Crusaders Crash Party for Brumbies Legend

Rugby Union—Super Rugby
By Peter Lalanabaravi
Peter Lalanabaravi
Peter Lalanabaravi
May 8, 2013 Updated: May 8, 2013

International star Dan Carter returned from injury for the Crusaders—and threw a pass that was intercepted by opposing flyhalf Matt Toomua, who raced 70 metres to score.

That 7th minute try put the table-topping Brumbies 10-nil up at home in Canberra.

Only minutes earlier, star flanker George Smith led the Brumbies onto the field, as an honour for playing a record 137 games for the Brumbies, breaking the record held by George Gregan.

Smith said Gregan had been a mentor and a role model, and he thought the former Australian captain would be pleased that Smith had achieved the milestone.

Adding to this fortune, the great Carter continued to play without rhythm. A loss would mean the end of the Crusaders’ 2013 Super Rugby campaign, so the pressure was intense.

As they have done season after season, the Crusaders turned pressure into composure and slowly took control of the game.

Half-back Andy Ellis darted over for a try, after the Crusaders had pounded the Brumbies with sustained forward pressure.

Then Carter re-found his form and the Crusaders dominated to win 30-23.

An impressive late try by Brumbies captain Ben Mowen suggests the game was close.

But the disciplined Brumbies played without their usual intensity.

Coach Jake White wondered whether nine tough games had “taken its toll”.

The Crusaders are now placed third in the New Zealand conference, behind the Chiefs and the Blues, who both won.

Blues vs Stormers

In Auckland, the Blues beat the Stormers 18-17, in a break-neck encounter. The side has transformed, after last year’s poor performance.

New coach John Kirwin, a former All Black star, said he was impressed by the growing maturity of his players, who tempered their adventurous style as a tactic against the defensively strong Stormers.

Ahead 15-3 in the second half, the game belonged to the Blues. But Stormers captain Jean De Villiers scored two tries to reduce the gap to one point.

Even when the full-time siren sounded, the Stormers were not beaten. For a further three minutes they pounded the Blues defence, trying to force the penalty that would bring victory. Eventually, the ball was sent back to Elton Jantjies, who missed the field goal.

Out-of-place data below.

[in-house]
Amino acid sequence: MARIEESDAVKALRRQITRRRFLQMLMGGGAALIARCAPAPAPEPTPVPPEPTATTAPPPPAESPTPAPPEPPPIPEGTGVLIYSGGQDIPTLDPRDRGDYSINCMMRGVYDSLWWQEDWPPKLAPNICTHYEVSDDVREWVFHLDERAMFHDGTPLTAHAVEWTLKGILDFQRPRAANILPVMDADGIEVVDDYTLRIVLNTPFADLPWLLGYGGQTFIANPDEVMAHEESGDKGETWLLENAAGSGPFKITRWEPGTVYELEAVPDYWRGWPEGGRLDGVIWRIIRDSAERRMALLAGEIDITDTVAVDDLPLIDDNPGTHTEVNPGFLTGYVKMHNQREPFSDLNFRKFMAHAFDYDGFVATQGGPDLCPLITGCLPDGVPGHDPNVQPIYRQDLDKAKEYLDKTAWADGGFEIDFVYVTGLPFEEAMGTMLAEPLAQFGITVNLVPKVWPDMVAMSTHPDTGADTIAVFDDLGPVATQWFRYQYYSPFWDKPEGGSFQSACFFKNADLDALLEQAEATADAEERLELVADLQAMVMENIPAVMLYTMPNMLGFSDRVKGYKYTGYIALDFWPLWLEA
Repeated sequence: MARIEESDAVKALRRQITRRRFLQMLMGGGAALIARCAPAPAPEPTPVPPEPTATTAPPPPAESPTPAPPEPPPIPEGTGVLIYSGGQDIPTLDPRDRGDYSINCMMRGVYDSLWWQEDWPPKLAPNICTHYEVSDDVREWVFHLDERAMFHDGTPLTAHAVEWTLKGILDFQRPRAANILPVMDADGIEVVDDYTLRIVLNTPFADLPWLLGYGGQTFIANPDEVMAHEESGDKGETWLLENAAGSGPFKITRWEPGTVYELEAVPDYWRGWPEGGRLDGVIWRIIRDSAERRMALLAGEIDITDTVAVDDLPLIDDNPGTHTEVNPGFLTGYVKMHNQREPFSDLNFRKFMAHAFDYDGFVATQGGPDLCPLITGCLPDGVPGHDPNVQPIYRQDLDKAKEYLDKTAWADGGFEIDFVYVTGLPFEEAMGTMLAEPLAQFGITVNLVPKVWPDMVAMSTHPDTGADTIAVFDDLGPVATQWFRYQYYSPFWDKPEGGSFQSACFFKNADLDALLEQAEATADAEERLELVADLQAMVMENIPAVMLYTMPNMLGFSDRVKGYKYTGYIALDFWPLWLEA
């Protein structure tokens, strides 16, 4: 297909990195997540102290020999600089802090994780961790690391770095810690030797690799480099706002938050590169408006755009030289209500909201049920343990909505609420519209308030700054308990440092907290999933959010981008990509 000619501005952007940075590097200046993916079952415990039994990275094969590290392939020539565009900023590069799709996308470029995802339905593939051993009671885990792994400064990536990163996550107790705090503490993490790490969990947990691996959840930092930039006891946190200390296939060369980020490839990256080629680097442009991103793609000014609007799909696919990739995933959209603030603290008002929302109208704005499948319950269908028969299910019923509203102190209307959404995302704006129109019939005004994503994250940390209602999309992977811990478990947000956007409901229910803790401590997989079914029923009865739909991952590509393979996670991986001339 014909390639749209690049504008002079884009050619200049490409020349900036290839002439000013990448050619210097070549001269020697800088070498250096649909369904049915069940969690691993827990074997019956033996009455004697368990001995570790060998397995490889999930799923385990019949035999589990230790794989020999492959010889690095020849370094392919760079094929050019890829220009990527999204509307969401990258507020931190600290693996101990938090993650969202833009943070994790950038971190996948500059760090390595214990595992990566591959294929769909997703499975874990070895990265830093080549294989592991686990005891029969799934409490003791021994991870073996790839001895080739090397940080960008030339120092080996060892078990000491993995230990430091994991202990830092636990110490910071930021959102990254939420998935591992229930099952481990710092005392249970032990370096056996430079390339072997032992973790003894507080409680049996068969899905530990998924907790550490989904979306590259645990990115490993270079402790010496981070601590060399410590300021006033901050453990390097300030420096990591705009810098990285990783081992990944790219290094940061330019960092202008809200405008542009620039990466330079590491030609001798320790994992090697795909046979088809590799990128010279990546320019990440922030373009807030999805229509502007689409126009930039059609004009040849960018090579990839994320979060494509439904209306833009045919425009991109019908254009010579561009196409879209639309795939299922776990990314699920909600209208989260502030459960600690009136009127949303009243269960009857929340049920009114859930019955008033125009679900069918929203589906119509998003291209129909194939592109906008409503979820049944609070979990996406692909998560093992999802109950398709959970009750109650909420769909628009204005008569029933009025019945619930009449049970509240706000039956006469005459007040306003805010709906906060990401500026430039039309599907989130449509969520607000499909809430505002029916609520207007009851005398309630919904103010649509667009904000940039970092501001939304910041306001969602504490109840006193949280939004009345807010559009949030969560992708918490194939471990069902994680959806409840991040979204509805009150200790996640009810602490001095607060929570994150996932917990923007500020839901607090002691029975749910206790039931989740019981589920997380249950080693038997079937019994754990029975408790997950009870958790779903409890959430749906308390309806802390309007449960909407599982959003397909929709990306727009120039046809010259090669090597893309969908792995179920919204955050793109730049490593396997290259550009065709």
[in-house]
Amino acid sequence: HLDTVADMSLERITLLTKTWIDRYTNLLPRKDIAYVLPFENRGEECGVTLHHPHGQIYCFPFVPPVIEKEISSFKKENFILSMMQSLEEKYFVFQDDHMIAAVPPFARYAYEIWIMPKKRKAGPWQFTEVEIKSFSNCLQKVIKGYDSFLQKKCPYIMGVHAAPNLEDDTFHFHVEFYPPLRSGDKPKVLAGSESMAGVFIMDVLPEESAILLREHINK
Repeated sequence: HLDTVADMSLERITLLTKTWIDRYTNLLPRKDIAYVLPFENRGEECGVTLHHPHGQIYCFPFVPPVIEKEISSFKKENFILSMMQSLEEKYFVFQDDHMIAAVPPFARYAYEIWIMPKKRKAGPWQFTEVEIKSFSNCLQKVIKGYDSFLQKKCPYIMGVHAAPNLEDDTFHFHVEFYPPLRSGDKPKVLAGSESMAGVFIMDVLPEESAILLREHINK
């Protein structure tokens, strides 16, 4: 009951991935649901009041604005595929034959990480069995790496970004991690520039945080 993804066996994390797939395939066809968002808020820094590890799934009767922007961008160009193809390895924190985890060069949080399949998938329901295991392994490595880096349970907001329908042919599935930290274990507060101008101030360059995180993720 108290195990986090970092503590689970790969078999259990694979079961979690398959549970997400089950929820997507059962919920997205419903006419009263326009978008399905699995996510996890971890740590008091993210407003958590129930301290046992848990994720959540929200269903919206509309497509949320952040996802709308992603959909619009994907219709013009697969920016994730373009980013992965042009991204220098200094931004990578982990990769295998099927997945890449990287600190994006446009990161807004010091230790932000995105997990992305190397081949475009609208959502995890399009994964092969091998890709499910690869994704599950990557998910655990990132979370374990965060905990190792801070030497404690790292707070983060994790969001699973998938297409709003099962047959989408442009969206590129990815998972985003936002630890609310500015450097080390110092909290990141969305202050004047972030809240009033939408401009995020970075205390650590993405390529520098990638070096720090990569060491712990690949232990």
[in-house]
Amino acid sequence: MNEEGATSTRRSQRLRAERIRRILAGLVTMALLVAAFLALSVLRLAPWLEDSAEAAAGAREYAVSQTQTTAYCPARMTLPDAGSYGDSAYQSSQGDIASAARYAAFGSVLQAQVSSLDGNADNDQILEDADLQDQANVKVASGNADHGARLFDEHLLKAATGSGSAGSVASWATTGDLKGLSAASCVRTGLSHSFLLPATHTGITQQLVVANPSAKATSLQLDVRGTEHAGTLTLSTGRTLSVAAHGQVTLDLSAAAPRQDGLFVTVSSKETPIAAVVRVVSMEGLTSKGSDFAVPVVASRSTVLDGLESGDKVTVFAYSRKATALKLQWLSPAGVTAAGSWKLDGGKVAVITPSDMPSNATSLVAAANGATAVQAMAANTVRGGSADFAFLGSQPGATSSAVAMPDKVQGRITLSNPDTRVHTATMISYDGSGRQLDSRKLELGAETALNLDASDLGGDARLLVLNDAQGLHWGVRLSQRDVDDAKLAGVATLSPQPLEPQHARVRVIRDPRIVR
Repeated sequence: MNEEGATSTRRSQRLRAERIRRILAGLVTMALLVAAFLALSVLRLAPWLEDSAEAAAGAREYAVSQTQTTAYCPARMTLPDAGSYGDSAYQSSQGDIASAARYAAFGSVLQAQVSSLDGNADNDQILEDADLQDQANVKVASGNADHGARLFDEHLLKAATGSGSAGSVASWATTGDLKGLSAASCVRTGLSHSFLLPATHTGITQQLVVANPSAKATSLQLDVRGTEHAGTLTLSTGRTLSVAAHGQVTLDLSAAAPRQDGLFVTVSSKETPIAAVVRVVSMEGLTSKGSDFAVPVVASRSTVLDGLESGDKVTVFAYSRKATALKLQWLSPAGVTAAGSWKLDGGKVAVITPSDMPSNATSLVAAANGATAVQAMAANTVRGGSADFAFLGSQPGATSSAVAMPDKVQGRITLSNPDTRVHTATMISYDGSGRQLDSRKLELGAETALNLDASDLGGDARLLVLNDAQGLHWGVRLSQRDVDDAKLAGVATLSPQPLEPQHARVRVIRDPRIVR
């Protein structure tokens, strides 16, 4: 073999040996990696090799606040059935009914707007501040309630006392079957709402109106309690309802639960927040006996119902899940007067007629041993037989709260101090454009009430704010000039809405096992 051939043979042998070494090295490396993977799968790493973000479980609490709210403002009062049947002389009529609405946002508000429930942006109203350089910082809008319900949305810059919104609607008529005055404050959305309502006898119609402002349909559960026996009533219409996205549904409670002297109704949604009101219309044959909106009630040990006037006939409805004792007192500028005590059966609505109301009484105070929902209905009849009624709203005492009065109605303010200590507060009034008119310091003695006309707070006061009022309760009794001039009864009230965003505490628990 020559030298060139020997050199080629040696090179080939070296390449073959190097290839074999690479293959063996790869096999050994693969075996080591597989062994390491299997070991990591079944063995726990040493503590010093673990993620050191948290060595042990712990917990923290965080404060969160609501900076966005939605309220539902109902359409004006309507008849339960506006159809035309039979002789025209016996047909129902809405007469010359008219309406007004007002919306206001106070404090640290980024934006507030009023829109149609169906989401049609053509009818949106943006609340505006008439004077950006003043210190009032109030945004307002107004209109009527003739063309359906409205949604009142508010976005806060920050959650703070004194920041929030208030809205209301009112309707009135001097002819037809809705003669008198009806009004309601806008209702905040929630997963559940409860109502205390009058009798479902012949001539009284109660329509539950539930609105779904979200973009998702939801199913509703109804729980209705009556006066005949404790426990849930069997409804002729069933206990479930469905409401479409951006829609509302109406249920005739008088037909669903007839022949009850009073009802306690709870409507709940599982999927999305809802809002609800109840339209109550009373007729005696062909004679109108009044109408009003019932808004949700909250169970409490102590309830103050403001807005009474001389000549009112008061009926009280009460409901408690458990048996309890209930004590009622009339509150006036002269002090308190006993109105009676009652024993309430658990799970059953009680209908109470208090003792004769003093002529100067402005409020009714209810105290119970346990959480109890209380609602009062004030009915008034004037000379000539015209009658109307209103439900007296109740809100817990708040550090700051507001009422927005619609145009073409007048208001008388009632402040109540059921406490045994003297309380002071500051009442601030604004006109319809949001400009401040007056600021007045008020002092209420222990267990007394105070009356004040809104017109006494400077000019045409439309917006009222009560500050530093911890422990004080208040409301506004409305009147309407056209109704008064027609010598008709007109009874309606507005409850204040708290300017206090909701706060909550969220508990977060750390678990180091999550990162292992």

The unlucky Stormers play the Waratahs in Sydney on Saturday. The Waratahs continued their erratic form, beating the Kings 72-10. It will be a fundamental test for the Waratahs.

Other Results

In Pretoria, the Bulls gave the Hurricanes a lesson in rugby basics, scoring six tries in their 48-14 victory.

Proving once again that it “all begins up front”, the Bulls forwards laid the platform for the resolute victory.

Bulls captain Pierre Spies praised his whole pack, saying: “you could see the intent” from the first scrum.

Again, discipline and strategy were the keys.

Coach Frans Ludke said the aim was to restrict the attacking Hurricanes backs. The Bulls dominating defence meant most of the Hurricanes ball was on “the backfoot”, which limited their time and space.

Meanwhile, the Reds could have topped the table, but could only manage an 11-all draw against the Force from Western Australia, who have improved this year, against expectations.

Lions Tour

Turning to the June tour of Australia by the Lions, the Wallaby bad boys, the Three Amigos, Quade Cooper, Kurtley Beale and James O’Connor are all staking their claims.

Beale returned from suspension—after punching his Melbourne Rebels captain—and showed his class. Team-mate O’Connor is playing well. And leading the pack, Quade Cooper has added maturity to his brilliance.

Just last season, Cooper was despised by many Australian fans, after he publicly complained that the atmosphere in the Wallaby camp was “toxic” and he had little desire to play in the “yellow” jersey.

Wallaby fans, who love the green-and-gold, took the word yellow to be a slur.

The hard-line opposition to Cooper has mellowed, but controversy remains around all three selections.

Peter Lalanaabaravi is a rugby writer with over 30 years experience.